Scanners AGAIN...

I see that this subject has been mentioned many times here in the forums. I have just discovered DEVON and thought it would be perfect for what I need.

Then I discovered that my HP AIO scanner will only work with about 5 clicks to get it to scan, and won’t remember the settings. :frowning:

I long for the days of the PaperPort for the Mac. Is there any such small compact page scanner out there that works on a Mac? I have about 10,000 pages of stuff to enter and the ideal situation would be the ability to just feed the scanner and have it dropped into DEVON for classification.

Is this still a dream?

I was one of the early adopters of a PaperPort and liked it. But as time went one, PaperPort became less and less Mac-friendly and the quality seemed to drop.

Fujitsu’s ScanSnap for Mac fits your description, for me. It’s surprisingly compact on one’s desk, but is fast and works well with DTPO. I’ve already scanned thousands of pages. Fujitsu has replacements for parts that may wear out over time – some at the 50,000 page mark.

There are some compact portable scanners available, that resemble the original portable PaperPort. I think Canon, for one, makes them. But they will be slow, one page at a time; that can be acceptable for travel, of course. It would take a really long time to run 10,000 pages through one.

Yeah, we adopted the PaperPort in our office too. Had 3 of them. Then Visioneer decided to hose the Mac market and we were left with 3 units that quit working when the Mac OS was upgraded and their drivers weren’t.

So is the SnapScan a “feed and go” thing, or does it require multiple clicks to get it “setup” each time to start scanning into DEVON?

I also noticed on the Fujitsu spec page it says “TWAIN or ISIS™ applications cannot be used directly.” So do we run into the same issue when using the SnapScan software like with the HP?"

ScanSnap is probably the easiest scanner with a paper feeder to set up with DTPO.

Then all I have to do whenever I need to scan something is press the 'Scan" button on the ScanSnap. Then the paper in the feeder (up to 50 pages, one-sided or two-sided) is scanned and OCR’d and saved as a new PDF into the database.

Once in a while the paper feeder may jam. It’s easy to remove and reinsert the pages that haven’t yet been scanned (the software keeps track of how many pages have been scanned and has a ‘Continue’ button to resume).

I bought my ScanSnap because it does work so well with DTPO, and because it’s gotten consistently high reviews.

I’ve also got a CanoScan LIDE 500F that I use for bound material, and that also works well for me, although it requires manual changes of the material to be scanned and is slower.

Sigh. Sing it, brother. I have two of them in the garage in the “post on eBay someday” pile.

The Fujitsu ScanSnap is what the Visioneer PaperPort would have grown up to be had Visioneer not been run by idiots. I bought one for the office, gave it to my admin, bought another for my office, then bought a third for my home with my own money. It’s that good.

I purchased one of these when they first came out. They’re great. Never a problem for me. I do have several questions though.

I just purchased DTPO for the OCR and email import functions…and can I say AWESOME. I decided to check on ScanSnap driver updates because I have the original drivers and was hoping for a Universal binary update. There is a driver update I downloaded from the Fujitsu website…but it doesn’t specifically mention it’s a Universal binary…does anybody know?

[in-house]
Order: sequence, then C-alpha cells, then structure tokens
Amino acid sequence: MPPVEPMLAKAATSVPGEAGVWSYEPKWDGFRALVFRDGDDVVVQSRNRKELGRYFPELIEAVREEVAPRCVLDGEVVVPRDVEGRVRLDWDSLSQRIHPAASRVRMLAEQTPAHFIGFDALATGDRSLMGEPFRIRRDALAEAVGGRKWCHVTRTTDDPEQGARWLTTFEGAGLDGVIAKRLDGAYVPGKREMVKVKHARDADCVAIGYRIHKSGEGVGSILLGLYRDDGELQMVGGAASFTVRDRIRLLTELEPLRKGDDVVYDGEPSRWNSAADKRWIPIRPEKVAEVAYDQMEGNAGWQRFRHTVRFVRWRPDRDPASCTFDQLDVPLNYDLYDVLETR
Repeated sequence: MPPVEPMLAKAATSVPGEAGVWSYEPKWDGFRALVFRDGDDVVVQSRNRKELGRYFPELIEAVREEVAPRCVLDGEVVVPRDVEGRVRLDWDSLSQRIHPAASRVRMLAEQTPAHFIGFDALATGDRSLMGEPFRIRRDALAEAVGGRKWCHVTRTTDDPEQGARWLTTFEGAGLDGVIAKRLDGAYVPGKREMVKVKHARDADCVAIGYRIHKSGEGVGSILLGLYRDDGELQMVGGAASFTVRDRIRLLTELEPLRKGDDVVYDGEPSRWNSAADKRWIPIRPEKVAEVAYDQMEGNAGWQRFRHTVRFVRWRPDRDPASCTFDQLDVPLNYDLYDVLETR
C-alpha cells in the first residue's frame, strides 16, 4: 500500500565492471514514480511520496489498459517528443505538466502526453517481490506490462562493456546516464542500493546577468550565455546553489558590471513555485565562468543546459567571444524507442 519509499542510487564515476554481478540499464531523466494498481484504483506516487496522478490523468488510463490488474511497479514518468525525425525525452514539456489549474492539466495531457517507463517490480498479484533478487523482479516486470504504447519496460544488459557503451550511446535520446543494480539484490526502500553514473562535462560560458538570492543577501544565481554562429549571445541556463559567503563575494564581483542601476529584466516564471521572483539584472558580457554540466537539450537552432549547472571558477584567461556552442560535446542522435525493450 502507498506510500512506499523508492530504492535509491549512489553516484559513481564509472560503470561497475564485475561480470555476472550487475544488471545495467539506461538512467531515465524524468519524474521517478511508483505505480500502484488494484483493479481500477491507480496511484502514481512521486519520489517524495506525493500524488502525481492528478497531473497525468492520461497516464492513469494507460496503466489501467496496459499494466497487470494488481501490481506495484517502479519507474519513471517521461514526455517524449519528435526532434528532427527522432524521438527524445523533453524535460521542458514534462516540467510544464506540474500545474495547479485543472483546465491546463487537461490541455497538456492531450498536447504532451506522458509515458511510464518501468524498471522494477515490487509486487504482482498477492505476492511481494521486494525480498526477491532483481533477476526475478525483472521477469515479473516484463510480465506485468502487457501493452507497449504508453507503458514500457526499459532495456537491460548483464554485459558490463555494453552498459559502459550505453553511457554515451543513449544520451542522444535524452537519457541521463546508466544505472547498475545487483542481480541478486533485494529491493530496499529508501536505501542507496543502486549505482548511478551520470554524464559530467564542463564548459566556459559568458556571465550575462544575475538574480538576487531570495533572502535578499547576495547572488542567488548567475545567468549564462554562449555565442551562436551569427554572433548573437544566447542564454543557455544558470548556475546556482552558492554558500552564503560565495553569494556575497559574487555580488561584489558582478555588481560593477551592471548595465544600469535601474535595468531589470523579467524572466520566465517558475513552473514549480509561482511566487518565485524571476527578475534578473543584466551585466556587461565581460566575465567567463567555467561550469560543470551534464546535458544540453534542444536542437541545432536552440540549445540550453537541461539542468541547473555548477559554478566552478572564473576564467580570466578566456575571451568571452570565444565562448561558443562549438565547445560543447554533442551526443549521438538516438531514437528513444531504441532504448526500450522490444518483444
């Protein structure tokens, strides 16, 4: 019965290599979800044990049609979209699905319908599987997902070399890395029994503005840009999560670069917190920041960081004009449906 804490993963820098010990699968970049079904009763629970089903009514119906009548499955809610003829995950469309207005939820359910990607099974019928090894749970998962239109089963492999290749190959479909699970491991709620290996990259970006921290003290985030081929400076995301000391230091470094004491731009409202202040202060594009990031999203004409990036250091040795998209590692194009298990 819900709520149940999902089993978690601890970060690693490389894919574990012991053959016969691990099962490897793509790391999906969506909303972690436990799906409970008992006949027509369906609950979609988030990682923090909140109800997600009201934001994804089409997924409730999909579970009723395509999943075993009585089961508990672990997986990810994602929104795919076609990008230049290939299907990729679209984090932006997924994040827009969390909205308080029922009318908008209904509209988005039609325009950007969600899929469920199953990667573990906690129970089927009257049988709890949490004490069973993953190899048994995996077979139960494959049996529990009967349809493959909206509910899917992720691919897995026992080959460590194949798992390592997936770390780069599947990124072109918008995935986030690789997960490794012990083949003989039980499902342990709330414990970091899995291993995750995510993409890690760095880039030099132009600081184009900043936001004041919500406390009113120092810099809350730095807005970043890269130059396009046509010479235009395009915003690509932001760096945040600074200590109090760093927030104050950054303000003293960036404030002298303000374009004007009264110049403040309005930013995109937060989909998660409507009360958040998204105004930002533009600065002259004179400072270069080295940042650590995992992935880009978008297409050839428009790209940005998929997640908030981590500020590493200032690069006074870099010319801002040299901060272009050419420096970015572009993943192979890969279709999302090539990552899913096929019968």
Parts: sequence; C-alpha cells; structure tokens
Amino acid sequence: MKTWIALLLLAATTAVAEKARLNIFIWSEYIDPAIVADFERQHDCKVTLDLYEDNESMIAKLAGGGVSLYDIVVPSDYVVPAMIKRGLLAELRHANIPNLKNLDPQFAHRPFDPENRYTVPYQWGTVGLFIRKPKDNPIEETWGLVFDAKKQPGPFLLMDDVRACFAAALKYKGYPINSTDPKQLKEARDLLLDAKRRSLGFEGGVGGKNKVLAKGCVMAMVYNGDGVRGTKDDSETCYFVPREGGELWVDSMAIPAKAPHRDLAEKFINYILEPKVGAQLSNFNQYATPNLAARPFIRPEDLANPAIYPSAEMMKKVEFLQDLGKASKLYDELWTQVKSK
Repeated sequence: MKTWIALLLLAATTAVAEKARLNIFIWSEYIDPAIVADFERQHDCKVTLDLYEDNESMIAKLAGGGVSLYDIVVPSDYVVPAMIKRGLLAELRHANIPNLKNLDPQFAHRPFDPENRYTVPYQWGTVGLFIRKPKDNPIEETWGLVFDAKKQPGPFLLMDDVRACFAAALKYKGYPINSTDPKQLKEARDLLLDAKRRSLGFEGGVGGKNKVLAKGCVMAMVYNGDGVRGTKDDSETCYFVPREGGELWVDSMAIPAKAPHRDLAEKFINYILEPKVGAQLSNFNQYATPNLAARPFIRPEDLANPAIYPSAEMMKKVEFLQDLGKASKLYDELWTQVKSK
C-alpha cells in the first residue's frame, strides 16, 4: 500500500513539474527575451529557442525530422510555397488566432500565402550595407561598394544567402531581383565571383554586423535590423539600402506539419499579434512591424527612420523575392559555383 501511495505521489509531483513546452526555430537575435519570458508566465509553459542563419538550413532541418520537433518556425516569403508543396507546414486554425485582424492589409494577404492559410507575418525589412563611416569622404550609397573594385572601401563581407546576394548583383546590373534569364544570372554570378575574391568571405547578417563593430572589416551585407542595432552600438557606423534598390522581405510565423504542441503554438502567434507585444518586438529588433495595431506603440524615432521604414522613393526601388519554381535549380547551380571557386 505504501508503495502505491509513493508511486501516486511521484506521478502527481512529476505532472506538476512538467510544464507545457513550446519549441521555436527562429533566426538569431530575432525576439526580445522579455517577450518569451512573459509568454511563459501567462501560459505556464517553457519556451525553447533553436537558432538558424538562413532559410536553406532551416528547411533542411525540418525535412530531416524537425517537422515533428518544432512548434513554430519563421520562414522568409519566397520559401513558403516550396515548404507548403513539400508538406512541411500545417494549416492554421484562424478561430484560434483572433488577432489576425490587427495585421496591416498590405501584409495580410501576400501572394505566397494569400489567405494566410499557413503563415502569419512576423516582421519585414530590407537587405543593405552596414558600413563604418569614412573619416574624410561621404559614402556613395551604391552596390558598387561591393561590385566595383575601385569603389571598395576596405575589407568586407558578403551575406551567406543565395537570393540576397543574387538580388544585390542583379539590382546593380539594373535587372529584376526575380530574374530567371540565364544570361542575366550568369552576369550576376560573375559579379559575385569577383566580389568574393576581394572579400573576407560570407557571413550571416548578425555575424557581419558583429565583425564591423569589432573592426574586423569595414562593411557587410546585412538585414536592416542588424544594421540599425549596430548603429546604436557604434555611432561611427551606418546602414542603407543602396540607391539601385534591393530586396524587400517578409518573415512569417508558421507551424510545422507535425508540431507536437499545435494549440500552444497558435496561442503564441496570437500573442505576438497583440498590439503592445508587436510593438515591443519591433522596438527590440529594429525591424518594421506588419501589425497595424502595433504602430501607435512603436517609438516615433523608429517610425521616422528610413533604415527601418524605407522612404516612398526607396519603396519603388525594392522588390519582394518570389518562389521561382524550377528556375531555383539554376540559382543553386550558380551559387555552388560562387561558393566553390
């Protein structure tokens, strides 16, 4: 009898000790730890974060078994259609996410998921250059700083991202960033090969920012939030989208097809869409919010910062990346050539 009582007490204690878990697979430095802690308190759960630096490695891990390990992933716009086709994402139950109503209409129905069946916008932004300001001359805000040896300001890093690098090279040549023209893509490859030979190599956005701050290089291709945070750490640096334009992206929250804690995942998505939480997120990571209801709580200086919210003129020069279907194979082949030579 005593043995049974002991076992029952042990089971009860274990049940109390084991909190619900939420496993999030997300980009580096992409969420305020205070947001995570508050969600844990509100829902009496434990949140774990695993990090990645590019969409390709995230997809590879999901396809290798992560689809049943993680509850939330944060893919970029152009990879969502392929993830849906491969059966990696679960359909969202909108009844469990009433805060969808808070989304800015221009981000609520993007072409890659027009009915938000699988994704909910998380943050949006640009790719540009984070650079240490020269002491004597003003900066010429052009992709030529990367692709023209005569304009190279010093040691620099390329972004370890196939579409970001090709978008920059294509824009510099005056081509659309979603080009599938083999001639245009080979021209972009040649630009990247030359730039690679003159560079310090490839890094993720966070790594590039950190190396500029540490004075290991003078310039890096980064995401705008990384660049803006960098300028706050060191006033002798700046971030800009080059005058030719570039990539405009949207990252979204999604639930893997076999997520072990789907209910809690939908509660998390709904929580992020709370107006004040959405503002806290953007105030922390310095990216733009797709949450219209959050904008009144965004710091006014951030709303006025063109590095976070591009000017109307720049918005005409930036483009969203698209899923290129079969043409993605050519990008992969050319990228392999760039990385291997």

Will installing the driver disable the “link” between DTPO and ScanSnap that was established when I installed DTPO?

Does the new driver allow me to uninstall the useless piece of software Adobe Reader (useless IMHO)? I tried uninstalling it once before, and ScanSnap quit working until I reinstalled it. Maybe I just missed a “tweak.” I never use it though, and wouldn’t mind taking it off my HD.


I’ve downloaded at least one new ScanSnap Manager update since getting my ScanSnap some months ago. I don’t know whether or not it’s Universal Binary, but it works well on my MacBook Pro.

You certainly don’t need to keep Adobe Reader. Perhaps it had been set as default in ScanSnap Manager’s Settings. But you may find Acrobat 7 Standard, which came with your ScanSnap, useful if you need to split long PDFs into segments, and reassemble them after scanning/OCRing the segments into DTPO. (IRIS set a 50-page limit on document sizes, under our license for the OCR engine in DTPO.)

I would also advise trashing the Adobe PDF plugin in (I think) Internet Plugins inside your user library. You don’t need it anyway with OS X 10.4.x – and it can cause problems with WebKit.

Thanks Bill…I will keep Adobe around for potential use in longer documents. My question to you is how do I delete the plugins? Where are they located?

As I didn’t have Adobe Reader installed, I decided to check where it would be placed when installed.

More work than I expected. :slight_smile:

I downloaded the current version Adobe Reader 8. Strange experience. It’s a multistage download process. And although I’ve got a fast broadband connection, the download took place at a third to a fourth of the speed I normally experience from other sites.

Finally got it installed. The Adobe Reader plugin is in YourBootVolume > Library > Internet Plug-ins/.

Out of curiosity I’ll leave the plugin in place for a while to see whether or not it conflicts with WebKit, as did earlier versions of the plugin. Hope I don’t regret my curiosity.

If you want a smaller travel scanner, buy the DocketPORT 465 (single-sided) or the 485 (double-sided) from Syscan. They just came out with a Bluetooth version. Both the 485 and Bluetooth are waaay more expensive than the 465, so if you just want something to haul around for occasional use, get the 465. DTPO recognizes it.